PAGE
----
The US ticket resale operation is hit with a lawsuit in San Francisco over allegedly misleading ticket pricing
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Vadim Polyakov, who is expected to receive between four and 12 years, led a hacking ring which netted $1.6m by reselling tickets bought with stolen credit card details
By IQ on 22 Jun 2016
The alleged ringleader of a concert ticketing scam is facing a minimum of four years in prison after pleading guilty to money laundering and possession of stolen property.
Vadim Polyakov, along with accomplice Nikolay Matveychuk, hacked into StubHub accounts and bought tickets with users’ credit cards to sell for a profit, heard Manhattan Supreme Court on Monday, and is expected to receive between four and 12 years in prison for his part in the scam.
The Russian sold around US$1.6 million worth of tickets to shows by Justin Timberlake, Jay-Z and more before being apprehended by Spanish police in 2014.
“I didn’t steal [the passwords], myself but I [knew they were] stolen,” said Polyakov with the assistance of a translator, reports the New York Daily News.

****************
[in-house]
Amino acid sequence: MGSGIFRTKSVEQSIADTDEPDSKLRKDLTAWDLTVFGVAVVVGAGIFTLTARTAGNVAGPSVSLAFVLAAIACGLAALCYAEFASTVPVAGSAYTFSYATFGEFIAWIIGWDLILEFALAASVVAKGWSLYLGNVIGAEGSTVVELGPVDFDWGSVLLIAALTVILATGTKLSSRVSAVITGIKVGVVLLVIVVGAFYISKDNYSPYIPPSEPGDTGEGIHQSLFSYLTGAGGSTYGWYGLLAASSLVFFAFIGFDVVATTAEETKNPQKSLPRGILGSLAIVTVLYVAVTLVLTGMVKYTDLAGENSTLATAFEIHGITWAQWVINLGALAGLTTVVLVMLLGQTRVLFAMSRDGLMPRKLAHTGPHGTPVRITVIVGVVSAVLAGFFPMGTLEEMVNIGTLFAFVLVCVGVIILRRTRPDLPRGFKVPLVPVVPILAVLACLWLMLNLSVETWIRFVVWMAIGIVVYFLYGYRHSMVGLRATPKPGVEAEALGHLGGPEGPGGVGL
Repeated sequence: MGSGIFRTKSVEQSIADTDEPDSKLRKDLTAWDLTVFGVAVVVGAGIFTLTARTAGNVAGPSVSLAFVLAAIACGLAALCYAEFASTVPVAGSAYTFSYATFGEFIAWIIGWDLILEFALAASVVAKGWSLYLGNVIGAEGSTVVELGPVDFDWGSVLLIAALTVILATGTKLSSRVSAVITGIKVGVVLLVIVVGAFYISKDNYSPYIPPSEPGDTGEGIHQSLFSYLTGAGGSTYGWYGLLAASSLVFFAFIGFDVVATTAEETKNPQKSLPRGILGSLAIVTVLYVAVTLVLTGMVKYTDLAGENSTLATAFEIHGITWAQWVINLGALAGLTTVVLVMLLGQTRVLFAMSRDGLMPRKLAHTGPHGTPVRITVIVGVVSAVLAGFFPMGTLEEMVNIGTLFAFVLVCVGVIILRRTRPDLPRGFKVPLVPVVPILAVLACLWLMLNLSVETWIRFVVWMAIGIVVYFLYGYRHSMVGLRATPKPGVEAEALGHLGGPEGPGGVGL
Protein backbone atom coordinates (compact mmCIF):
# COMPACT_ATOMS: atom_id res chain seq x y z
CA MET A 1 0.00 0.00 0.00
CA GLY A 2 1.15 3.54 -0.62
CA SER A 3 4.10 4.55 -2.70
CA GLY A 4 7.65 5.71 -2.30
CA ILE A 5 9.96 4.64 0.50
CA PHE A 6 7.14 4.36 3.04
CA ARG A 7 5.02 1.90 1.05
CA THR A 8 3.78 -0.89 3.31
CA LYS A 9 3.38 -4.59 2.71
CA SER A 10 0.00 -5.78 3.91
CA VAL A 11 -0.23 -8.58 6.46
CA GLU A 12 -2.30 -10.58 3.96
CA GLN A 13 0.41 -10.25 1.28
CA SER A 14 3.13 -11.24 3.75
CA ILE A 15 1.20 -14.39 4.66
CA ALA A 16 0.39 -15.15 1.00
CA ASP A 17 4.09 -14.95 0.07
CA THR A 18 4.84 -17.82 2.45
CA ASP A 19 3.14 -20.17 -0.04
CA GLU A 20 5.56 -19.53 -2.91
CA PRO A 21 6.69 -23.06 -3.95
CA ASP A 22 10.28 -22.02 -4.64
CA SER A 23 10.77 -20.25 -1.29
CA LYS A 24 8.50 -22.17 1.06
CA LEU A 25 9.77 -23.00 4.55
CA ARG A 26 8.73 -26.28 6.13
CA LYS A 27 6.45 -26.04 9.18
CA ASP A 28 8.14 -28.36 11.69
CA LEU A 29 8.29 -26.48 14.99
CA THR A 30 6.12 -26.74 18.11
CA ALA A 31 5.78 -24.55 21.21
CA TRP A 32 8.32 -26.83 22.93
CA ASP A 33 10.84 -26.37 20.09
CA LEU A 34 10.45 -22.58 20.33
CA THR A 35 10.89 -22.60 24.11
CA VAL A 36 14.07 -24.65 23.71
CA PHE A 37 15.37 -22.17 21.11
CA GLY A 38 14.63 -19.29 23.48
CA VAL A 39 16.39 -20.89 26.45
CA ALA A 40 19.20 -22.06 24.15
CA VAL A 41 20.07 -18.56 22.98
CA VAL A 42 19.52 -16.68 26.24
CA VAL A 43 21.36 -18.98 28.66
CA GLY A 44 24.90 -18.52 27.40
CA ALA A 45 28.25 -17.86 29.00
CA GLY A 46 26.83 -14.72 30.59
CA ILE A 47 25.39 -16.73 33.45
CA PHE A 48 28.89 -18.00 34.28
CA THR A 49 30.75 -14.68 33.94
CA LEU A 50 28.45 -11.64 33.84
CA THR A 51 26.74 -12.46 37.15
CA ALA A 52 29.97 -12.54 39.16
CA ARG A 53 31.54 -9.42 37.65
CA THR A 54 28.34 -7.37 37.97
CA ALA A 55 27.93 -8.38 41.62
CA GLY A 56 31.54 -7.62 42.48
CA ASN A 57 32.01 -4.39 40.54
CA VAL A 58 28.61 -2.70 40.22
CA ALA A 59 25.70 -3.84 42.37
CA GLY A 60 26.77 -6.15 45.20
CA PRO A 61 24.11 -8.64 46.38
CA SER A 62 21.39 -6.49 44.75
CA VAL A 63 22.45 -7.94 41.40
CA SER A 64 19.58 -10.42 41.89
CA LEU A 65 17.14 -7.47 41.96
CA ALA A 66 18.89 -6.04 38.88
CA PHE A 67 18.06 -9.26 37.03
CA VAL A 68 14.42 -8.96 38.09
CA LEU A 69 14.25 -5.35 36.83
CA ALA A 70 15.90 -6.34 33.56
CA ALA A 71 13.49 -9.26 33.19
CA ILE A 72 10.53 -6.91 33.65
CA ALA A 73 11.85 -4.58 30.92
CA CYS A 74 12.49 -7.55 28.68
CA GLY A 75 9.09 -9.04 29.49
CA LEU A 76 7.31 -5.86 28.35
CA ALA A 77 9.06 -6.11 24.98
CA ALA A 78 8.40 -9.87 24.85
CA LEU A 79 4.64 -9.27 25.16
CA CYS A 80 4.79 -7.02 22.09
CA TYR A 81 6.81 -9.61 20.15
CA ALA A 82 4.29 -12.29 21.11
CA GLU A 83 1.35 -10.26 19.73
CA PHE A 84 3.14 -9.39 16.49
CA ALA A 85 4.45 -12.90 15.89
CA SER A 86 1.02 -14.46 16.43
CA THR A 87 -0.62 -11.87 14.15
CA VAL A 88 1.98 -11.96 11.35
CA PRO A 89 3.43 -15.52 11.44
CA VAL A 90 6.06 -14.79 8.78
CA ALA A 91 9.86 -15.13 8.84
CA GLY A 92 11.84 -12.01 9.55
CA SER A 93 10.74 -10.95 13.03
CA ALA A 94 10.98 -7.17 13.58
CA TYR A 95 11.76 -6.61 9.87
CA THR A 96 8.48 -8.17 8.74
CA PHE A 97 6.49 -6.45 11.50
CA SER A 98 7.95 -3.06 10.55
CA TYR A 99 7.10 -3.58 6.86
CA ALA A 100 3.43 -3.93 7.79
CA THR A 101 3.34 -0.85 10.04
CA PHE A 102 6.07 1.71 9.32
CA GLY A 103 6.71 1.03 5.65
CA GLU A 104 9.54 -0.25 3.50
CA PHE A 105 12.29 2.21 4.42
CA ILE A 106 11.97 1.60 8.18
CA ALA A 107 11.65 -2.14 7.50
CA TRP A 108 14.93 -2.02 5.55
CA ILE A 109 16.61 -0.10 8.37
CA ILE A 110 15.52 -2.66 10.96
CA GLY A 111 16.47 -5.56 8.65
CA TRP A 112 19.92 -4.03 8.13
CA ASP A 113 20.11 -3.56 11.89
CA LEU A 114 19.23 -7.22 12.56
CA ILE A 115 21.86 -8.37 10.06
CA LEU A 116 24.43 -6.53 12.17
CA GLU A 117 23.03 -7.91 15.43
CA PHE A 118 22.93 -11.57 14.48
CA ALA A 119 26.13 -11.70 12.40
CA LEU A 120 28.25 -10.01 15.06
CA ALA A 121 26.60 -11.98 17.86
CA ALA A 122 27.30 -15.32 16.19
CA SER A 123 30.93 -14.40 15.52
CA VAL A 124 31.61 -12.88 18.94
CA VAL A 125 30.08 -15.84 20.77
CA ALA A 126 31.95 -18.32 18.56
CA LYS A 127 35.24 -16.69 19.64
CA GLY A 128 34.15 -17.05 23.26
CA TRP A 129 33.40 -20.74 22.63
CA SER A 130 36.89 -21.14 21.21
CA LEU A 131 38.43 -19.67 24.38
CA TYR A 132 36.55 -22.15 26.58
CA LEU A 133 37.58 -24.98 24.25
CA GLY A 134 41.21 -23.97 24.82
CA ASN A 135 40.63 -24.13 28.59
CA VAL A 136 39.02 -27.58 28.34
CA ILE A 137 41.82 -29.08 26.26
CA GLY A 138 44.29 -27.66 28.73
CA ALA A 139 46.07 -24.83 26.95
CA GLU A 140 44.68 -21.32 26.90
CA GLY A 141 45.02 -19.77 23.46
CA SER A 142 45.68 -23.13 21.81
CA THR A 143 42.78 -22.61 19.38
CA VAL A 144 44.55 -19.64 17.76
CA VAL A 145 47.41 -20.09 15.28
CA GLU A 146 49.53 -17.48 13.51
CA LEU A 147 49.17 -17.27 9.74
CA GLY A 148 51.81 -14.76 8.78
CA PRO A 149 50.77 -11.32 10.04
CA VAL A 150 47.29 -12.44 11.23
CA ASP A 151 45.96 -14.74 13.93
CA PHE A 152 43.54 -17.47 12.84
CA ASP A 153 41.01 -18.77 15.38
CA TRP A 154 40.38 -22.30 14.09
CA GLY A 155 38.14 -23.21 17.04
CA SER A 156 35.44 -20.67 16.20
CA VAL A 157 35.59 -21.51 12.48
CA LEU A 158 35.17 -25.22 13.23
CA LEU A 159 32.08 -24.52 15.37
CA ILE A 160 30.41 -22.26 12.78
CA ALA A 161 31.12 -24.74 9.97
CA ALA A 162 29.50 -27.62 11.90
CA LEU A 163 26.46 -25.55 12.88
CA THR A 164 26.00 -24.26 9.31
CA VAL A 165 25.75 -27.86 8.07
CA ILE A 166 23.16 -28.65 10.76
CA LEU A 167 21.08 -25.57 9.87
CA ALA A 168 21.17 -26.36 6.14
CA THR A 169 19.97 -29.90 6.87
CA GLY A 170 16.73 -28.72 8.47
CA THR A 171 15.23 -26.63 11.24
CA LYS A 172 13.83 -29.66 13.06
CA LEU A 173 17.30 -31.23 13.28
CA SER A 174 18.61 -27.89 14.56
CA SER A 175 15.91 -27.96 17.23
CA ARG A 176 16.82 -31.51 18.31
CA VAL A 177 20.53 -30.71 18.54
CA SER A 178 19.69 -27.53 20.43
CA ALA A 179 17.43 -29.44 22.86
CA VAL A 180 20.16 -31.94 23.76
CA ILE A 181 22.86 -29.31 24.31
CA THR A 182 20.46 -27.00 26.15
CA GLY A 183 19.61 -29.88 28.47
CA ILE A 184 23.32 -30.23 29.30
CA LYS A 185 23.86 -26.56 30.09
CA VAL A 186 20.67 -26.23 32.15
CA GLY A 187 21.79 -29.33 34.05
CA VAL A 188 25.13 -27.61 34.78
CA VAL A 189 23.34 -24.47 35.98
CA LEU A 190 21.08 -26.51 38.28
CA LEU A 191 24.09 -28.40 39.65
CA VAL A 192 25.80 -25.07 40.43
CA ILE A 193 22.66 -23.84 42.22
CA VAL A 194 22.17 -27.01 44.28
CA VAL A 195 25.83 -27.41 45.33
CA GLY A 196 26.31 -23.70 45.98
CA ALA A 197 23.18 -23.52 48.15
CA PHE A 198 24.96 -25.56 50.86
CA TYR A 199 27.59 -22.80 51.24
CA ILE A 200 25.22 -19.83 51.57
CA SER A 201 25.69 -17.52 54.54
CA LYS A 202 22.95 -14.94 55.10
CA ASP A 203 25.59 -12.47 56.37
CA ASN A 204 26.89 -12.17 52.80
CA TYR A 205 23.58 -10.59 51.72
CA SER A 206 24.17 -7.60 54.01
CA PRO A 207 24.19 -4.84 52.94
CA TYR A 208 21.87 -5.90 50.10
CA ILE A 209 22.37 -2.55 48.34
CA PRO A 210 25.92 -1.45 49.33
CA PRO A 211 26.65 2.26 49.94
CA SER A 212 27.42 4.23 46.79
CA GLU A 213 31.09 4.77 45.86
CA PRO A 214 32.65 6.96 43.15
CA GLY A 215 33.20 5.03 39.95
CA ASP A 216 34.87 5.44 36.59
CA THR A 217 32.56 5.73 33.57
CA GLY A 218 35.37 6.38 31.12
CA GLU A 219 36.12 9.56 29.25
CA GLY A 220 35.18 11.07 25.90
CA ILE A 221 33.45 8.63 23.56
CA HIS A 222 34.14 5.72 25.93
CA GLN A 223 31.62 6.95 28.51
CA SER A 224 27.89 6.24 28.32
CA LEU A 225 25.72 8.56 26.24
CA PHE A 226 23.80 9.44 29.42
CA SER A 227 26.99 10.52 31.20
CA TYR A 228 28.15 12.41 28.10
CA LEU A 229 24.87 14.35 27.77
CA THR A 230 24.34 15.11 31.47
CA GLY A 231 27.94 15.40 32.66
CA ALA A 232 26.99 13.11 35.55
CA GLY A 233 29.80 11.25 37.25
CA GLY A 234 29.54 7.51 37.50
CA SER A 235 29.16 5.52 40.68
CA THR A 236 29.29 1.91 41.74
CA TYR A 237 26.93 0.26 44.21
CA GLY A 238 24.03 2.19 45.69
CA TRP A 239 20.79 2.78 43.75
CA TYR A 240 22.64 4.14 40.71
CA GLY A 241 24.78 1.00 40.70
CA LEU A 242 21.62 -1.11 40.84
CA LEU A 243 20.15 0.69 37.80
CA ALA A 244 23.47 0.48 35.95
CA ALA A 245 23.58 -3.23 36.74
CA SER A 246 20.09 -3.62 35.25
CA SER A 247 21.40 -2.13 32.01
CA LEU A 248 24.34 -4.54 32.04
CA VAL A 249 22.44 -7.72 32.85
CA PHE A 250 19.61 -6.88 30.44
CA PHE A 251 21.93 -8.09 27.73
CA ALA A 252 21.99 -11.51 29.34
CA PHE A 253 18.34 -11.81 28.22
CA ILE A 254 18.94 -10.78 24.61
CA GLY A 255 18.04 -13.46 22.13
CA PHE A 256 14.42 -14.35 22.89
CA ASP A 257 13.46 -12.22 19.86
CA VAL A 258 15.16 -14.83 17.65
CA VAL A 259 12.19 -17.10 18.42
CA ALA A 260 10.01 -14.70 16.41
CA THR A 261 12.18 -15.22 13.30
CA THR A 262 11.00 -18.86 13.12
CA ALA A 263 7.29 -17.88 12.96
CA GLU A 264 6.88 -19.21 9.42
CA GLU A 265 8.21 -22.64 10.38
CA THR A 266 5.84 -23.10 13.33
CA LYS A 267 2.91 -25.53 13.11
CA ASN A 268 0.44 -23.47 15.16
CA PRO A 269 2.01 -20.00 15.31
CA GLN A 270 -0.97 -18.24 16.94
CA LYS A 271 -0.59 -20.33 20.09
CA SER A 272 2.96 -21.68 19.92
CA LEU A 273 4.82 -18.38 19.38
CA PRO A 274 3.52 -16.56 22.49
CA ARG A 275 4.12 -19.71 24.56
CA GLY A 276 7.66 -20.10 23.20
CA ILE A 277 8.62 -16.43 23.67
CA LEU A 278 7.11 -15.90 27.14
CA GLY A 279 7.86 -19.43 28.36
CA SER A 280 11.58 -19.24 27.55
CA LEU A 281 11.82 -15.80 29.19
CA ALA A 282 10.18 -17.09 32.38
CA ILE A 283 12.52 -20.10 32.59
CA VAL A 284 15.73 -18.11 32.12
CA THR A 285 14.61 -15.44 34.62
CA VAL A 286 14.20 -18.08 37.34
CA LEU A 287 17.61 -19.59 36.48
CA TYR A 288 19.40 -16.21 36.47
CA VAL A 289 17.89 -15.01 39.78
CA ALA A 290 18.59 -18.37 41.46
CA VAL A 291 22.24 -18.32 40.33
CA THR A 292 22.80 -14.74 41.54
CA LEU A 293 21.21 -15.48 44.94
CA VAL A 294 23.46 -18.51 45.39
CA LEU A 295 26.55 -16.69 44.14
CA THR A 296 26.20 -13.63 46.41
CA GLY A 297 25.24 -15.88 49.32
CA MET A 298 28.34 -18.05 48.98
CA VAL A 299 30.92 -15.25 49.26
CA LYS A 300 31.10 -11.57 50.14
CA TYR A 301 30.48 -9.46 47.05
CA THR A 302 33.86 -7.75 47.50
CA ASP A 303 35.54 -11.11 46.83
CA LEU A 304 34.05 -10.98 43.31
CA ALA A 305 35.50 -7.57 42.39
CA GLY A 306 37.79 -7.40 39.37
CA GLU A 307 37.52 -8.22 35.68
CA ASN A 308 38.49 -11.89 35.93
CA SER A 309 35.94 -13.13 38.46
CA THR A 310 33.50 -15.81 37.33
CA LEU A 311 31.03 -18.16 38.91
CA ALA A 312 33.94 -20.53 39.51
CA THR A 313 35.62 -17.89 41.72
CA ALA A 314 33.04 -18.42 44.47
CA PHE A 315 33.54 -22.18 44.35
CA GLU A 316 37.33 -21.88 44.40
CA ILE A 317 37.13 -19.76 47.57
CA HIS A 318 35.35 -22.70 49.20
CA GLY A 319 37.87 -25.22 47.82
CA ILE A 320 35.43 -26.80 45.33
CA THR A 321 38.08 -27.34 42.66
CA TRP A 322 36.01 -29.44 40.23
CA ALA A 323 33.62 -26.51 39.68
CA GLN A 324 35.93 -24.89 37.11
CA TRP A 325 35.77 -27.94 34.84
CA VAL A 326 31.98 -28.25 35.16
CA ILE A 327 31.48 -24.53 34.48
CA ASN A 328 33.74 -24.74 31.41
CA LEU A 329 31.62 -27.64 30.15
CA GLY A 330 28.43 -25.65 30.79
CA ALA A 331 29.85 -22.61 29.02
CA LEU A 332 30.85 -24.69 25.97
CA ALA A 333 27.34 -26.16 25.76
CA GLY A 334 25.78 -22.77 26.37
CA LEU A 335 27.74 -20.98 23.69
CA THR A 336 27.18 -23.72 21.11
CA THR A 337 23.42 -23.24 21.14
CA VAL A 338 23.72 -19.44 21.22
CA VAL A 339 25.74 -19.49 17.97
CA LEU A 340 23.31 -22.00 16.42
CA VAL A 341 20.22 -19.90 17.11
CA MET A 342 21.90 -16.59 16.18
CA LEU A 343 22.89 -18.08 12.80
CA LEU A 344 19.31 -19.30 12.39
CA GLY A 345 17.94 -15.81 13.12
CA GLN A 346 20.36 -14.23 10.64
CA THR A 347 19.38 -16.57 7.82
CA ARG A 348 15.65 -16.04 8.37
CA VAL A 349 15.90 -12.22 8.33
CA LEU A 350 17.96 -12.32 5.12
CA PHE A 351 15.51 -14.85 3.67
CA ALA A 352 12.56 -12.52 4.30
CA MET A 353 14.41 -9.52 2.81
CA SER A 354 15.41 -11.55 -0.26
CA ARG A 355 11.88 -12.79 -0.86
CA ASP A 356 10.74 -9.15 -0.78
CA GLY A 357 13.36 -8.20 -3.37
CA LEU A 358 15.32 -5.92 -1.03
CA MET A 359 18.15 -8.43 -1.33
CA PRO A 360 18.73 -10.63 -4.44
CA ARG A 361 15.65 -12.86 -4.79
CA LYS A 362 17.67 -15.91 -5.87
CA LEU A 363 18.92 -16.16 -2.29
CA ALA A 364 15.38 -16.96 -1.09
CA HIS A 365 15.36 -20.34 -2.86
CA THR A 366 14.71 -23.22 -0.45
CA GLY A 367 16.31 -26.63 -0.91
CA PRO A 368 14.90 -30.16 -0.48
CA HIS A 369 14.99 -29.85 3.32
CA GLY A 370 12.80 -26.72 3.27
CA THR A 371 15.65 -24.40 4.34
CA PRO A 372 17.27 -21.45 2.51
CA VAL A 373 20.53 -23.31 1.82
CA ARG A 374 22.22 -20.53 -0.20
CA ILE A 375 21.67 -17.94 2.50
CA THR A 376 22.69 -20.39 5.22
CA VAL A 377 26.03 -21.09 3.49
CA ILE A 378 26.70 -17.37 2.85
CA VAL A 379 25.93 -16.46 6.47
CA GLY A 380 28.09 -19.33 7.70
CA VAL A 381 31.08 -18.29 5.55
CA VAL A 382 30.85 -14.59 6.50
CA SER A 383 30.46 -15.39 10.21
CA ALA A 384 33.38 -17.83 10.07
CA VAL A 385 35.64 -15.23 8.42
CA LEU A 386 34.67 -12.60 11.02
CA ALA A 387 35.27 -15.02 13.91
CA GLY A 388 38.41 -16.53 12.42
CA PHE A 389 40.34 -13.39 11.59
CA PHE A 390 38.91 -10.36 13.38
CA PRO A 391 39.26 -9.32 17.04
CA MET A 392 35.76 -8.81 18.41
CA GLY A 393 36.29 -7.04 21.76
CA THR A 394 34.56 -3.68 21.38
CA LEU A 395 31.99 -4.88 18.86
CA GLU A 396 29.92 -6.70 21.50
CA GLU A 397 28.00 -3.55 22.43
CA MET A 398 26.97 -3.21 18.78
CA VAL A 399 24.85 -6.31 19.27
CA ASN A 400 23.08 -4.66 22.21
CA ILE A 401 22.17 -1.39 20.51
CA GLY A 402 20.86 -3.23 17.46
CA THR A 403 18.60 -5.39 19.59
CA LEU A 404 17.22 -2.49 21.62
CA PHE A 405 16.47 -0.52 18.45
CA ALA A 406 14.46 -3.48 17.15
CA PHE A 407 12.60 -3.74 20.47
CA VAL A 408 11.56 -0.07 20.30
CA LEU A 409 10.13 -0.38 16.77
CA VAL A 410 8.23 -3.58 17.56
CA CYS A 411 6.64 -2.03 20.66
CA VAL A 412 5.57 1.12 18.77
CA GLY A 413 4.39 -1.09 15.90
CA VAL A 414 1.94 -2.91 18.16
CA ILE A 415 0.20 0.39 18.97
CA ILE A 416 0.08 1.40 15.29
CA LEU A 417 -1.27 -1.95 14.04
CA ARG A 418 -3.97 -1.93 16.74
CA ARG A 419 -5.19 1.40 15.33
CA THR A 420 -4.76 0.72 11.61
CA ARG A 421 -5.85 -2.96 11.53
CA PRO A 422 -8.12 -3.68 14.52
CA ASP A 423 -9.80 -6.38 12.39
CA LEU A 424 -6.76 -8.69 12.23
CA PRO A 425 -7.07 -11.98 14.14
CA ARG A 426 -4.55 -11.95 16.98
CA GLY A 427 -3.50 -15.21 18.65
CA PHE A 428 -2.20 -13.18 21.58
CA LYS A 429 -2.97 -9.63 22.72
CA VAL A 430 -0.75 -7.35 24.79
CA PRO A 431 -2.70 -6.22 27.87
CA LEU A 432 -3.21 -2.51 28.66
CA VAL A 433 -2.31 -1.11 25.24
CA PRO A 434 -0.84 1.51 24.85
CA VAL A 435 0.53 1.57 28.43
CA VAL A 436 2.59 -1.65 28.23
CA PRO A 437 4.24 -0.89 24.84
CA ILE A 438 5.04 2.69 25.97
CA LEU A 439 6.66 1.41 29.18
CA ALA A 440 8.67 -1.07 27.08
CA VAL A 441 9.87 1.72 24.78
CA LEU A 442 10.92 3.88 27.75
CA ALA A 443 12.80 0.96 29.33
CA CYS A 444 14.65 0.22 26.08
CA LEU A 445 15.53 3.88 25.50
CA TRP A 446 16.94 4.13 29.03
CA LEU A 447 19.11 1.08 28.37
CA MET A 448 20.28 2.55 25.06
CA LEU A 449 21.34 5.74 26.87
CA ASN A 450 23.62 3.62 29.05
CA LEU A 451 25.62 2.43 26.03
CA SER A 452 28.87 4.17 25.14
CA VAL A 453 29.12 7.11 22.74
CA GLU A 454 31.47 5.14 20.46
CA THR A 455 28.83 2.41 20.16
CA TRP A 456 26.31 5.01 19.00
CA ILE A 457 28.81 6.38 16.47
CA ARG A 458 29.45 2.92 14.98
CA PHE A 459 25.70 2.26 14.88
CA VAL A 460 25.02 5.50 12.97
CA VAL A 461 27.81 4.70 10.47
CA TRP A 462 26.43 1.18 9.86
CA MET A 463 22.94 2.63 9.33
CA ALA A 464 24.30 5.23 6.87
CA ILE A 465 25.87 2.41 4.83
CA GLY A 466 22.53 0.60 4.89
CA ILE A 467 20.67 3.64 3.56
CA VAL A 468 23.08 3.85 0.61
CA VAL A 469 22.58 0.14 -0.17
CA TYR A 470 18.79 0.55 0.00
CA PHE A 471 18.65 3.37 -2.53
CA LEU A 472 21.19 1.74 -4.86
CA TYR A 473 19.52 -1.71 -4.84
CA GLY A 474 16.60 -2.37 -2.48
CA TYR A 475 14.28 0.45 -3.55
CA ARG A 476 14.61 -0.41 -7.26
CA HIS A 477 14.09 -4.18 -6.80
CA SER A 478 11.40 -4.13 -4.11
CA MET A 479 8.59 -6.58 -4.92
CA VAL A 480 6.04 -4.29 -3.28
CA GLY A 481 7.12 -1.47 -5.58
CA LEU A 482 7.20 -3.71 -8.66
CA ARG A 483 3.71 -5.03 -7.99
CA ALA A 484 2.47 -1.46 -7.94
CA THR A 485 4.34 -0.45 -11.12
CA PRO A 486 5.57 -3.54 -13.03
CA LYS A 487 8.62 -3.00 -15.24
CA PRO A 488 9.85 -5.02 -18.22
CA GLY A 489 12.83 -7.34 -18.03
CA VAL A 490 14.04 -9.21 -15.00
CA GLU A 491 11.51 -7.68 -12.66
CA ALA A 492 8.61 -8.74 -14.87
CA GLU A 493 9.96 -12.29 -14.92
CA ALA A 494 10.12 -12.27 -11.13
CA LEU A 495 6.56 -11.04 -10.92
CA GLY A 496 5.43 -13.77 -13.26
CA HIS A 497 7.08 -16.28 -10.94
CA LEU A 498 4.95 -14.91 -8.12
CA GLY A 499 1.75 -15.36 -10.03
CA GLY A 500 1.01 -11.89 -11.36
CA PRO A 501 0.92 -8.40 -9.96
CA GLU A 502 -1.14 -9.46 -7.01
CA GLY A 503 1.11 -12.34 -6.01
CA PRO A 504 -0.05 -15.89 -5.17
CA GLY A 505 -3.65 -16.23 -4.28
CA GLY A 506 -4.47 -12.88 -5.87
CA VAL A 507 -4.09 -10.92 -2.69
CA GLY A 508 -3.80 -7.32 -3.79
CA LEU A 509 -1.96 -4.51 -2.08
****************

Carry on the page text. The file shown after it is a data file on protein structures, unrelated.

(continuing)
“Many foreign cybercriminals believe they can operate overseas with total impunity, but this case proves they can be held criminally responsible for their actions”
More than 1,000 StubHub user accounts were comprised, said prosecutors. The eBay-owned ticket marketplace reimbursed those affected.
Nine other people were also indicted, reports AP, though some have yet to be arrested. Others have pleaded not guilty.
“Many foreign cybercriminals believe they can operate overseas with total impunity,” saids Manhattan district attorney Cyrus Vance Jnr, “but this case proves they can be held criminally responsible for their actions, which can have devastating consequences on thousands of victims at a time.”
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